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The Hermitage
Auldgirth, Dumfries, Scotland
UK
Burns Hermitage at Friars Carse.JPG
Robert Burns' Hermitage at the Friars Carse
Coordinates 55°08′38″N 3°41′15″W / 55.143981°N 3.6875305°W / 55.143981; -3.6875305Coordinates: 55°08′38″N 3°41′15″W / 55.143981°N 3.6875305°W / 55.143981; -3.6875305
Type A Hermitage Folly
Site information
Owner Post Office Fellowship of Remembrance Ltd.
Open to
the public
Yes
Condition Restored
Site history
Built 18th century and rebuilt in 1874
Built by Robert Riddell, later rebuilt by Thomas Nelson
Materials Stone

The Hermitage was a folly first built by Captain Robert Riddell of Friars Carse (known as Glenriddell at this time and later returned to its ancient name) as part of his enthusiasm for antiquities. It is famous for its connection with the bard Robert Burns who through his friendship with Robert Riddell was permitted to use it to compose poetry in this secluded and tranquil sylvan spot. Burns also used his diamond point pen to engrave lines on the window pane at the Hermitage following the premature death of Robert Riddell. The original Hermitage fell into disrepair and was rebuilt in 1874. It was further restored to its former glory more recently (2009).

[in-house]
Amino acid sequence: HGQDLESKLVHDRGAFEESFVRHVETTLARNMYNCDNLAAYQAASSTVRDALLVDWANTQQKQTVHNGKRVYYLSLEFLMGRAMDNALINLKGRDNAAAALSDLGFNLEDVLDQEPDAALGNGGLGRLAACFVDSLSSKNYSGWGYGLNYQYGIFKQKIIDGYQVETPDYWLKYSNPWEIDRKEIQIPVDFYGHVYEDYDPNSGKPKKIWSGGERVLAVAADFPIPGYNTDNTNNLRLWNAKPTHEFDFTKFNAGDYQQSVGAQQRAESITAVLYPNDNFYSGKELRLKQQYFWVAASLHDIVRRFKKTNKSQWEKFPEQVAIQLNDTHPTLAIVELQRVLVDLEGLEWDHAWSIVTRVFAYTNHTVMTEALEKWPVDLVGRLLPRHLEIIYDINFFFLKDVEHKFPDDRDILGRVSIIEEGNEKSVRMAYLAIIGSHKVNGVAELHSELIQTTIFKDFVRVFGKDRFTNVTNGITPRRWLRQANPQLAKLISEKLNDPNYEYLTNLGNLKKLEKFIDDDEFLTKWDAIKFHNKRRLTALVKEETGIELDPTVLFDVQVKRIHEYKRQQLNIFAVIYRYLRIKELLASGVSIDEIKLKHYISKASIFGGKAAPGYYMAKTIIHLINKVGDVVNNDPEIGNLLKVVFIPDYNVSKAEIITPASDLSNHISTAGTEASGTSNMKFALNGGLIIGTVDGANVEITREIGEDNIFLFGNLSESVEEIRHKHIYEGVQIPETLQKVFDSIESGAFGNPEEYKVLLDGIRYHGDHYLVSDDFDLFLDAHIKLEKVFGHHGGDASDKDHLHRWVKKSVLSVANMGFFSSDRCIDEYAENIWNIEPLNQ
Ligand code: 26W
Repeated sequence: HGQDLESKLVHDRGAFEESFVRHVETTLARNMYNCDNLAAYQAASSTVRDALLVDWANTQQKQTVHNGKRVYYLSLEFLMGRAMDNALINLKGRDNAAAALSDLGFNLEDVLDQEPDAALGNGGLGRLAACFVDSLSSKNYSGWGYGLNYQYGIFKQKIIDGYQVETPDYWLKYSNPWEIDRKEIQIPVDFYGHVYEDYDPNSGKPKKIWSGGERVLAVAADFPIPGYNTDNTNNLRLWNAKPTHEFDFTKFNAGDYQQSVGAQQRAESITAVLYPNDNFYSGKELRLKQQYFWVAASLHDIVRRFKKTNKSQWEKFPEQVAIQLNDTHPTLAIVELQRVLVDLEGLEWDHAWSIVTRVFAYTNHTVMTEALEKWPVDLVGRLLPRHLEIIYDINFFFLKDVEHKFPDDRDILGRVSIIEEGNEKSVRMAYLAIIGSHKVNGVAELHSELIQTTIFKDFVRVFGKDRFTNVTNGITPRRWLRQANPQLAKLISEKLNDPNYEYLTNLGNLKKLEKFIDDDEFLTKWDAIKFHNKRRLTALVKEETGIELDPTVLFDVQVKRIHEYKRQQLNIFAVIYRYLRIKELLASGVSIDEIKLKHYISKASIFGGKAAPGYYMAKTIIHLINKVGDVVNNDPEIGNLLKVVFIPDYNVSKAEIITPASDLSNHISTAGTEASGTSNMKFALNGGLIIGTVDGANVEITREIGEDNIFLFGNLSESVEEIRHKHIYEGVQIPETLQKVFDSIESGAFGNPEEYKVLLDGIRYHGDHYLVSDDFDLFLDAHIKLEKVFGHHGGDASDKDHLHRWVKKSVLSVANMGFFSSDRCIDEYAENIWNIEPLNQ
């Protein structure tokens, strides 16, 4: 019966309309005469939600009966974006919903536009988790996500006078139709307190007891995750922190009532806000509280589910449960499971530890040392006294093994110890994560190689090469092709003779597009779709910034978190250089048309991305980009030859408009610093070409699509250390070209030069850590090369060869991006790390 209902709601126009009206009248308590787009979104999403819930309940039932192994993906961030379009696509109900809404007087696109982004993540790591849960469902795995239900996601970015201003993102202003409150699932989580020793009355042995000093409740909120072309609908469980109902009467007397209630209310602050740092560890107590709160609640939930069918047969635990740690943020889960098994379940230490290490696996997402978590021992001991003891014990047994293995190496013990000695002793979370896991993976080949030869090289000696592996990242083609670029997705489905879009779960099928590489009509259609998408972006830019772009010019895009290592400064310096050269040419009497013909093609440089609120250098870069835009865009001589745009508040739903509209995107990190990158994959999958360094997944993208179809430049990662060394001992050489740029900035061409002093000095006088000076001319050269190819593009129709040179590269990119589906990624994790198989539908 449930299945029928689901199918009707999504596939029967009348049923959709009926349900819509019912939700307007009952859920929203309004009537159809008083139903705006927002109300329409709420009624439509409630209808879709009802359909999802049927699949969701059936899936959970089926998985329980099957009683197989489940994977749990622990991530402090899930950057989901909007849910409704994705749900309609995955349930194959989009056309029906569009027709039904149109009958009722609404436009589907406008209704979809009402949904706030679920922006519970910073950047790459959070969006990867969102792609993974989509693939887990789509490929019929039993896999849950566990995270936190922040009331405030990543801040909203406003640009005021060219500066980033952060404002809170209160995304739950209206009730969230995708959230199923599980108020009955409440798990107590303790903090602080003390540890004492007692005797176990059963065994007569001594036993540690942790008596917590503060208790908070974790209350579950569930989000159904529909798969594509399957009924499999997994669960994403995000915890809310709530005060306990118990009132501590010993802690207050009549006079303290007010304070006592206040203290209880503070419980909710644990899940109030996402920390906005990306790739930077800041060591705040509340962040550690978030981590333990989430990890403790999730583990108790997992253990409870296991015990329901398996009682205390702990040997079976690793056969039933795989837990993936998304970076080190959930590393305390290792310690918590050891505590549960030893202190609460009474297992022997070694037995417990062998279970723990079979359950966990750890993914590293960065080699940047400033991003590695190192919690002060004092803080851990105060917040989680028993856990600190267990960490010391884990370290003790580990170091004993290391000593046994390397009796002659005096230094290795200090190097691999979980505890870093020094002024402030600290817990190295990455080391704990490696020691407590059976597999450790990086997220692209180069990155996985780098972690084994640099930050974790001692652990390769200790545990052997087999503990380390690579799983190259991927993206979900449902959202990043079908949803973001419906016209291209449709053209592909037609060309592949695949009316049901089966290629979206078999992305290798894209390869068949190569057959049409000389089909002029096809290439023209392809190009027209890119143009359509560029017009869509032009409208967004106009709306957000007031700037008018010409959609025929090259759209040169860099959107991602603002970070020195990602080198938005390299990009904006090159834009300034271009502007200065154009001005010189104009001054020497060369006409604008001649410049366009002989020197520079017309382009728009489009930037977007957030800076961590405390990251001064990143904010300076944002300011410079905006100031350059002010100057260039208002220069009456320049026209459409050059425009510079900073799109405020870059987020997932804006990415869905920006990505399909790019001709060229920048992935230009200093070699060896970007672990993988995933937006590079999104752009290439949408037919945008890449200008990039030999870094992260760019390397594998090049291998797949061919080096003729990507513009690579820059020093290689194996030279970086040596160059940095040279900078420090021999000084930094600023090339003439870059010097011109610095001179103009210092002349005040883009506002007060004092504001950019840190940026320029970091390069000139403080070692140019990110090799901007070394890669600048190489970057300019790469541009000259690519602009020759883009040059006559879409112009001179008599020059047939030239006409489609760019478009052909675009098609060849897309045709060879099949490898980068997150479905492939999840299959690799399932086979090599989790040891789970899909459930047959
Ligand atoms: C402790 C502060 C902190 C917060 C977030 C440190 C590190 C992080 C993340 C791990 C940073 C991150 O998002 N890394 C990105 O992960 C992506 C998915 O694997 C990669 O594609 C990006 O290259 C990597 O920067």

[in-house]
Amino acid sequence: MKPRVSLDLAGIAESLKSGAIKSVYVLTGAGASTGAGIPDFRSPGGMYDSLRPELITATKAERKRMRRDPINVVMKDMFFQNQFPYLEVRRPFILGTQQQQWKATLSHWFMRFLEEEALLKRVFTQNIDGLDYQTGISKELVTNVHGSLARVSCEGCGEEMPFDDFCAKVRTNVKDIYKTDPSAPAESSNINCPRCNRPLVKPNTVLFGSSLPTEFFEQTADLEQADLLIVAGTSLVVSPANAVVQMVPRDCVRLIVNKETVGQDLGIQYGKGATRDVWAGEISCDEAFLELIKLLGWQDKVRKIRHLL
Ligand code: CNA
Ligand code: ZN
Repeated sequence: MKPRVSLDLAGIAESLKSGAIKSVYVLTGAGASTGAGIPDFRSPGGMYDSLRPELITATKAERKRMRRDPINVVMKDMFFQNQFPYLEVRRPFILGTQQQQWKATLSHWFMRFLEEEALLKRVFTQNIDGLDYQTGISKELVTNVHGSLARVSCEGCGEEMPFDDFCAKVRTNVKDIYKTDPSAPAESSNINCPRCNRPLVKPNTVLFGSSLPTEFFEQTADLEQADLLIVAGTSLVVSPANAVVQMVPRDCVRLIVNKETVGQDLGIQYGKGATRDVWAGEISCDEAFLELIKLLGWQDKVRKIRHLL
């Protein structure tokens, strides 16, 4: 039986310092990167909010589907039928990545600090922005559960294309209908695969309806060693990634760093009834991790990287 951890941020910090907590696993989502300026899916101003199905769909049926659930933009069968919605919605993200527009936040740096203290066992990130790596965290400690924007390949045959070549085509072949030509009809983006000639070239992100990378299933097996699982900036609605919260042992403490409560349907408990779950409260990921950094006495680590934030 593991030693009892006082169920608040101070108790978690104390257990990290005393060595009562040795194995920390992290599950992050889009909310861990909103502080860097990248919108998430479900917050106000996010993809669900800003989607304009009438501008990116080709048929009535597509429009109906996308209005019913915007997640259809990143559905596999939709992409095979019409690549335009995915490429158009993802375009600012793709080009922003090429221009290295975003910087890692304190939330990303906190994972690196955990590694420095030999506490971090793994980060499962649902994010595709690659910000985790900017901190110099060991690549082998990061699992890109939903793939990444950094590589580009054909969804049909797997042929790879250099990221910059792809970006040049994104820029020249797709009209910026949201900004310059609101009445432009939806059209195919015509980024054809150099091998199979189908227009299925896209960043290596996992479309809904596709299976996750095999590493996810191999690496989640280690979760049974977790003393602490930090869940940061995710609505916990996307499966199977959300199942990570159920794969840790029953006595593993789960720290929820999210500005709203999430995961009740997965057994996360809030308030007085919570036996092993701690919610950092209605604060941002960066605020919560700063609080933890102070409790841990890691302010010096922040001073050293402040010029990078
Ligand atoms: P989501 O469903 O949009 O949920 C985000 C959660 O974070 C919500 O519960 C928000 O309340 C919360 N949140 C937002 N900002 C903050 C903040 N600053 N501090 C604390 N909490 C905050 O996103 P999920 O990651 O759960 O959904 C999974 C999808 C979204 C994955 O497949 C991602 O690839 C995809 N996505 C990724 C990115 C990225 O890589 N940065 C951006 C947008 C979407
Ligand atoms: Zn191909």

The Hermitage

Hermitage at Friars Carse
Burns's Hermitage

Captain Robert Riddell of Glenriddell had built a small summer house, an "ivied cot" folly called the 'Hermitage' in the Crow Wood, a secluded part of the estate (NX 92589 84519), just a few fields away from Ellisland. The building was constructed in the mode of a medieval anchorites cell. Burns often used the building in this idyllic setting for writing poetry, having been given the key to the gate set in the Ellisland march-dyke and probably also enjoying drinking sessions here with Robert Riddell as well as occasionally sleeping here.

Robert Riddell had written a medieval ballad in Middle Scots in 1790 Bedesman on Nydsyde and may have seen the Hermitage as a Bedesman's Cell. A bedesman was a person in medieval times who was paid to pray for the soul of others.